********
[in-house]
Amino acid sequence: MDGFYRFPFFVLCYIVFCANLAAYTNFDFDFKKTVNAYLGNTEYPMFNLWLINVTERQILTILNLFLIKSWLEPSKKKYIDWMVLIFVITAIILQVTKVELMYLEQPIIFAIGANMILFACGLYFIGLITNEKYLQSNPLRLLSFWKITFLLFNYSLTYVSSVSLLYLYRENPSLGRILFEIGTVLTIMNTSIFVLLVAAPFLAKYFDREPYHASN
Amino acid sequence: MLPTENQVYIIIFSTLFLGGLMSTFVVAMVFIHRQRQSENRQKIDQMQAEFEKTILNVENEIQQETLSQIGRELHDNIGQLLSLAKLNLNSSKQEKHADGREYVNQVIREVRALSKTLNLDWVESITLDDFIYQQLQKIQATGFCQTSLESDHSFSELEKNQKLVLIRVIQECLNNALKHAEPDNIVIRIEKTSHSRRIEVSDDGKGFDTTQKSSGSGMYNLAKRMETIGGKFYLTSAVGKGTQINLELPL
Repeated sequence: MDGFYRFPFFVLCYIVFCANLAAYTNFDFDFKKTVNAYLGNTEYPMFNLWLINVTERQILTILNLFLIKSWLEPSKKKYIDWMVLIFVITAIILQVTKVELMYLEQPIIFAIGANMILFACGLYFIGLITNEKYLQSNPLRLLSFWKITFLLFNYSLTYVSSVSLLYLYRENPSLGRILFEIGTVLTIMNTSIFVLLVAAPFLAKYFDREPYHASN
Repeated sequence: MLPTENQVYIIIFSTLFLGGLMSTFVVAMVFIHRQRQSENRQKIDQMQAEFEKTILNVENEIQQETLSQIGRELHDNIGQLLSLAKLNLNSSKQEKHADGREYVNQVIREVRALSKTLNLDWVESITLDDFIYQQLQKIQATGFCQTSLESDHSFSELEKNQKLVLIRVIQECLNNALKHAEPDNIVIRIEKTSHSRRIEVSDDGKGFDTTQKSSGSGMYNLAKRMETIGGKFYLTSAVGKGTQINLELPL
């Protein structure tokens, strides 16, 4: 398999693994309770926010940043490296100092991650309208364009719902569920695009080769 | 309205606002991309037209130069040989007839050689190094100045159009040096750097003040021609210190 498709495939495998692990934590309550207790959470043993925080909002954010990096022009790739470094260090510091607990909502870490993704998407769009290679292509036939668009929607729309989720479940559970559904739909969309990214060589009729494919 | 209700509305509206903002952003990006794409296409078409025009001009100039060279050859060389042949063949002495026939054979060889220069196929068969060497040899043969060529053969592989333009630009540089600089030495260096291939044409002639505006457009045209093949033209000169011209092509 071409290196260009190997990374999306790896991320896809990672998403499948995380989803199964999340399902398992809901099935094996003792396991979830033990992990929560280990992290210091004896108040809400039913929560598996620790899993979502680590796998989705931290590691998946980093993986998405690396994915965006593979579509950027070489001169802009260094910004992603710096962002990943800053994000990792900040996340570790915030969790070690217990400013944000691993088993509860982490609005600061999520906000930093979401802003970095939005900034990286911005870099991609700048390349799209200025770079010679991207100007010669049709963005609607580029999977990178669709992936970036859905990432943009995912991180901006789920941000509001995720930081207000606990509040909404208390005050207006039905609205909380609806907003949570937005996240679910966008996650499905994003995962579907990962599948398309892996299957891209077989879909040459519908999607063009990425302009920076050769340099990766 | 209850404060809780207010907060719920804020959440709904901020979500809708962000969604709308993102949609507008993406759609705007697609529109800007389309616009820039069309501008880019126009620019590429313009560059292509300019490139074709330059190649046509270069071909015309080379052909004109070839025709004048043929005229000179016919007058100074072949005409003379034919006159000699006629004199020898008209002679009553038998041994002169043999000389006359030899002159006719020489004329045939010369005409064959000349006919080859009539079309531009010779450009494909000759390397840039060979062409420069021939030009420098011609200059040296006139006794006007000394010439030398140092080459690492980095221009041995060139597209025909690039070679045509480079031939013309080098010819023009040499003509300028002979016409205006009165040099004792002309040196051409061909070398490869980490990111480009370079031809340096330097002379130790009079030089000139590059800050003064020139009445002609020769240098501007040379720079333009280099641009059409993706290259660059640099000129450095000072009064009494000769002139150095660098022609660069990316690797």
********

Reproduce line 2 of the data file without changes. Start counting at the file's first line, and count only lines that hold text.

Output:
Amino acid sequence: MDGFYRFPFFVLCYIVFCANLAAYTNFDFDFKKTVNAYLGNTEYPMFNLWLINVTERQILTILNLFLIKSWLEPSKKKYIDWMVLIFVITAIILQVTKVELMYLEQPIIFAIGANMILFACGLYFIGLITNEKYLQSNPLRLLSFWKITFLLFNYSLTYVSSVSLLYLYRENPSLGRILFEIGTVLTIMNTSIFVLLVAAPFLAKYFDREPYHASN